Zinc lozenges may shorten common-cold duration

July 26, 2011

Depending on the total dosage of zinc and the composition of lozenges, zinc lozenges may shorten the duration of common cold episodes by up to 40%, according to a study published in the Open Respiratory Medicine Journal.

For treating the common cold, zinc lozenges are dissolved slowly in the mouth. Interest in zinc lozenges started in the early 1980s from the serendipitous observation that a cold of a young girl with rapidly disappeared when she dissolved a therapeutic zinc tablet in her mouth instead of swallowing it. Since then over a dozen studies have been carried out to find out whether zinc lozenges are effective, but the results of those studies have diverged.

Dr. Harri Hemila of the University of Helsinki, Finland, carried out a meta-analysis of all the placebo-controlled trials that have examined the effect of zinc lozenges on natural common cold infections. Of the 13 trial comparisons identified, five used a total daily zinc dose of less than 75 mg and uniformly those five comparisons found no effect of zinc. Three trials used zinc acetate in daily doses of over 75 mg, with the average indicating a 42% reduction in the duration of colds. Five trials used zinc salts other than acetate in daily doses of over 75 mg, with the average indicating a 20% decrease in the duration of colds.

In several studies, zinc lozenges caused adverse effects, such as bad taste, but there is no evidence that zinc lozenges might cause long term harm. Furthermore, in the most recent trial on zinc acetate lozenges, there were no significant differences between the zinc and placebo groups in the occurrence of adverse effects although the daily dose of zinc was 92 mg. Dr. Hemila concluded that "since a large proportion of trial participants have remained without , zinc lozenges might be useful for them as a for the ."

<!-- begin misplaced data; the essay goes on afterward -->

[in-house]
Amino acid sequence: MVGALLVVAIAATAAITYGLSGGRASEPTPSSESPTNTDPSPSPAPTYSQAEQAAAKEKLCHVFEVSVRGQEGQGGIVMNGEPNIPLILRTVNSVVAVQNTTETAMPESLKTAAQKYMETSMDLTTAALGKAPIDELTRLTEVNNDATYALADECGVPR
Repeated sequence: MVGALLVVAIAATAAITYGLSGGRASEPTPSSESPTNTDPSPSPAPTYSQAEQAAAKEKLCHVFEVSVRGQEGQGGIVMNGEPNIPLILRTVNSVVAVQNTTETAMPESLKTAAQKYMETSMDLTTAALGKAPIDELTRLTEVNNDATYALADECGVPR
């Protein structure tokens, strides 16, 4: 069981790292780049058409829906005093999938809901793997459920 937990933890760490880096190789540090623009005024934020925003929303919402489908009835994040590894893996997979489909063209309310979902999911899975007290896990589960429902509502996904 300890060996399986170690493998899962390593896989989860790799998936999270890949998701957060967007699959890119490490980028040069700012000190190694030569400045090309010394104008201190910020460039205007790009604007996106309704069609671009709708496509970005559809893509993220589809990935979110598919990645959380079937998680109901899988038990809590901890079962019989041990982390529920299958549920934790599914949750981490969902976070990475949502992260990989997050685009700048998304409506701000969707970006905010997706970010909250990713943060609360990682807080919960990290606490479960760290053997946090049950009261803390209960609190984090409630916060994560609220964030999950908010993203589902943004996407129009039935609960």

More information: Hemila H: Zinc Lozenges May Shorten the Duration of Colds: a Systematic Review, The Open Respiratory Medicine Journal 2011;5:51-58 dx.doi.org/10.2174/1874306401105010051

Related Stories

Recommended for you

Experimental MERS vaccine shows promise in animal studies

July 28, 2015

A two-step regimen of experimental vaccines against Middle East respiratory syndrome (MERS) prompted immune responses in mice and rhesus macaques, report National Institutes of Health scientists who designed the vaccines. ...

Antibody found that fight MERS coronavirus

July 28, 2015

(Medical Xpress)—An international team of researchers has found a MERS neutralizing antibody—a discovery that could perhaps lead to a treatment for people infected with the virus. In their paper published in Proceedings ...

Can social isolation fuel epidemics?

July 21, 2015

Conventional wisdom has it that the more people stay within their own social groups and avoid others, the less likely it is small disease outbreaks turn into full-blown epidemics. But the conventional wisdom is wrong, according ...

Lack of knowledge on animal disease leaves humans at risk

July 20, 2015

Researchers from the University of Sydney have painted the most detailed picture to date of major infectious diseases shared between wildlife and livestock, and found a huge gap in knowledge about diseases which could spread ...

IBD genetically similar in Europeans and non-Europeans

July 20, 2015

The first genetic study of inflammatory bowel disease (IBD) to include individuals from diverse populations has shown that the regions of the genome underlying the disease are consistent around the world. This study, conducted ...

0 comments

Please sign in to add a comment. Registration is free, and takes less than a minute. Read more

Click here to reset your password.
Sign in to get notified via email when new comments are made.